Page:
According to the most recent National Climate Assessment, global sea level rise over the past century has averaged about eight inches; it could rise by much more than that over the next several decades and impact home values and infrastructure in coastal counties like in the Tampa Bay region.
This week at St. Petersburg College, there’s a conference called Sea Level Rise Up: Realities and Opportunities.
Joining us on 88.5 FM MidPoint were two organizers.
Jacqulyn Schuett is the project coordinator at the Institute for Strategic Policy Solutions at St. Petersburg College where she facilitates the Suncoast Sea Level Rise Collaborative.
And Maya Burke is Science Policy Coordinator with the Tampa Bay Estuary Program and a member of the Tampa Bay Climate Science Advisory Panel. Burke said,
“There’s a couple of physical phenomena that cause sea level rise. One, like you alluded to, is the temperature change. As water holds more heat the molecules expand. So water gets bigger, physically. So that’s aspect of sea level rise.
“But also, as temperature increases, then we see land-based ice and glaciers melting. And that’s adding more water that was locked away on land into the oceans. That’s one of the most dynamic processes that we’re still learning about in the scientific community. ”
“There are some other — circulation patterns and then local land shift, whether land is rising or sinking — that can also contribute to sea level rise.
“But all of that is really related to the greenhouse gas effect and the heat-trapping blanket — what happens when we’re putting these greenhouse gas emissions, more CO2, out into the atmostphere. And how that’s warming the climate and having these consequences for sea level rise and others.”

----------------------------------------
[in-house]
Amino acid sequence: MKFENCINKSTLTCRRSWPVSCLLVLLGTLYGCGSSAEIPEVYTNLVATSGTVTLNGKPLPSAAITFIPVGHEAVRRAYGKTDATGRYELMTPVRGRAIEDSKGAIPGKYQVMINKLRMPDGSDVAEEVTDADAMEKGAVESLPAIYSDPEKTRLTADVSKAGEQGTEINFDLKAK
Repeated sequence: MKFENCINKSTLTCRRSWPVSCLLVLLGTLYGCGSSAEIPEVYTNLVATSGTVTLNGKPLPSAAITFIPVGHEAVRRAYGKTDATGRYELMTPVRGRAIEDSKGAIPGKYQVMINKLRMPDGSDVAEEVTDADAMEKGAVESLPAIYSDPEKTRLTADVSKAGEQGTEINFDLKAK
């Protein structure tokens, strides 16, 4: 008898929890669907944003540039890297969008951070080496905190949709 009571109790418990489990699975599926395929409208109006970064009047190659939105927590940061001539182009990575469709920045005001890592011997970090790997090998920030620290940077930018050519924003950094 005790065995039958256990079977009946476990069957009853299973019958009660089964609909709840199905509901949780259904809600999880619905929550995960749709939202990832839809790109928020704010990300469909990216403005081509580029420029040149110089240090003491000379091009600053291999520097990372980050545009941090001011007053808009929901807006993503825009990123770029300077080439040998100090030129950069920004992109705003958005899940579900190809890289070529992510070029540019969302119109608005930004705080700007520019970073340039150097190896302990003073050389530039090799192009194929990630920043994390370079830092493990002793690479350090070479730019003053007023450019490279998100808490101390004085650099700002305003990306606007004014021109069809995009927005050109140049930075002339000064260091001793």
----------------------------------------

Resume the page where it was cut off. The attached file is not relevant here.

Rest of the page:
What do we know about projections for sea level rise? Especially in the Tampa Bay area?
“The Tampa Bay Climate Science Advisory Panel is an ad hoc group of scientists that have been working together for about five years now, analyzing the best research that’s going on globally with regard to sea level rise. And then taking the National Climate Assessment and distilling it down for a local audience.
“What we’ve seen is since the St. Pete tide gauge has been functioning here in St. Petersburg, by the Dali Museum off the [USF] College of Marine Science, since the 1940s about 7.8 inches of sea level rise. And for us the recommendations that we’ve put out there to local governments are to see numbers by 2100 of as much as a foot-and-a-half to eight feet of sea level rise by 2100.”
On Friday the conference will focus on actions by local governments and business plus a look at how the media is furthering climate awareness. One speaker is Doug Marcy, Coastal Hazards Specialist, NOAA Office for Coastal Management.
On Saturday sessions will address real estate values, insurance, mortgages and how individuals can become civically engaged in the climate conversation. The conference includes elected officials like mayors and state representatives.
At a previous conference a University of Miami geologist (Harold Wanless) called sea-level rise irreversible because 93 percent of excess heat from global warming is in the oceans. He said, “we’re in it for centuries” and recommends that leaders “plan for 6.6 feet by 2100 as low-end projection. He also says, “all the barrier islands of the world will be being abandoned.”
The Sea Level Rise Up: Realities & Opportunities conference is Friday and Saturday at St. Petersburg College, Seminole Campus Conference Center, 9200 113th Street North in Seminole.
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